Socialism means the government works for working people. it's policies aimed at meeting need rather than generating profits, and focuses on the workers of the country rather than just the billionaires.



Going back a bit to your first post, I don't care who does what in any country on the planet, there will always be poor people and people that starve or freeze to death, just as there always has been.

This isn't true. Technological advances have finally made it possible for humans to grow more than enough food for everyone on the planet. Now it only takes a push towards making it a priority to end starvation.

I have no illusions about a communist utopian world, but we have the technology to create mini-big bangs in laboratories, create brand new life, and grow massive unprecedented amounts of food. It can be done.


As long as people have free will, there will be those who decide poorly for whatever reason and there is not a single founding document that guarantees equal outcome, not even if there is equal effort.

That's fine.




I would much rather see these offshore billions brought back home and invested here, but these companies did not get all this money by being stupid.

It's not about smart or stupid. Intelligence used improperly can harm many people.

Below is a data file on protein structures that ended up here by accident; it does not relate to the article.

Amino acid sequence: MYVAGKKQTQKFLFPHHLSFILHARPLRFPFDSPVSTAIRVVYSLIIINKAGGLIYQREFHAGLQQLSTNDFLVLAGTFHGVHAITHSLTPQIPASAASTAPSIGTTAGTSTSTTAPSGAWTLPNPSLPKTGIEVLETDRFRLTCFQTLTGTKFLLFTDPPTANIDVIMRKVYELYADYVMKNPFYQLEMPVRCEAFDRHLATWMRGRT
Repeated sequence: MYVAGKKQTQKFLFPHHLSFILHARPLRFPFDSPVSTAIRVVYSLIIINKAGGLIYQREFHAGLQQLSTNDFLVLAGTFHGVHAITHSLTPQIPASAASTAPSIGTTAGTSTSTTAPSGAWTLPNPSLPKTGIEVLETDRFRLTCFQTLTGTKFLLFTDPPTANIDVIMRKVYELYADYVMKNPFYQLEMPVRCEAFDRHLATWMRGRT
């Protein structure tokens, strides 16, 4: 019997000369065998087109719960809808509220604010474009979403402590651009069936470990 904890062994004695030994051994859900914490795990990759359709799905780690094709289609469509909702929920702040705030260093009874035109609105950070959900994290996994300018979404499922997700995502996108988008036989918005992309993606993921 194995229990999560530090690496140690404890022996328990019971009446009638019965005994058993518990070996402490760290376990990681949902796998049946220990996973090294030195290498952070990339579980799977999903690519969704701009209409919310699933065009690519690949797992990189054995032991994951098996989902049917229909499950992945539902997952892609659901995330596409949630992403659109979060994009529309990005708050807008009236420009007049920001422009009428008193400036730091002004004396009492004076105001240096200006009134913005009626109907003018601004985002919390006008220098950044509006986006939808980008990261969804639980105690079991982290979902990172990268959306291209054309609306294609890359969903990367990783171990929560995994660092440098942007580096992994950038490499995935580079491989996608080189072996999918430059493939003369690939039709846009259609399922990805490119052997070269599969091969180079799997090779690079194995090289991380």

PoliCon
12-31-2010, 07:52 PM
What is it called when the country is run by an alliance between Big Business and Government?

Socialism!




oh wait.... Yes. Socialism. Socialism with a capitalist veneer - aka Fascism.

Wei Wu Wei
12-31-2010, 07:54 PM
Money for Nothing[/u]]
Business was the biggest beneficiary of policy stimulus: it didn’t have to pay for the recovery. Consequently, the profit recovery was strong even though the growth recovery was weak. If corporates don’t start ‘paying’ – hiring and, to a lesser extent, investing – then expect a double-dip. If they do start to pay, the recovery will continue, but it won’t be as profitable as the first phase of the expansion. The Great Swap that ended the Great Recession involved a big transfer of income from the public sector to the private sector. The ultimate beneficiary was corporates


http://bilbo.economicoutlook.net/blog/wp-content/uploads/2010/10/Australia_real_wages_productivity_1978_2010.jpg
http://bilbo.economicoutlook.net/blog/wp-content/uploads/2010/10/MS_report_Exhibit_3.jpg

Wei Wu Wei
12-31-2010, 07:58 PM
Yes. Socialism. Socialism with a capitalist veneer - aka Fascism.

It's inverted Socialism. A strong state apperatus with heavy economic influence that works in favor of the wealthy, the owners, and the corporate institutions, at the expense of the working people.

Socialism works in favor of the working people, the majority, those who do not already have incredible social power through ownership.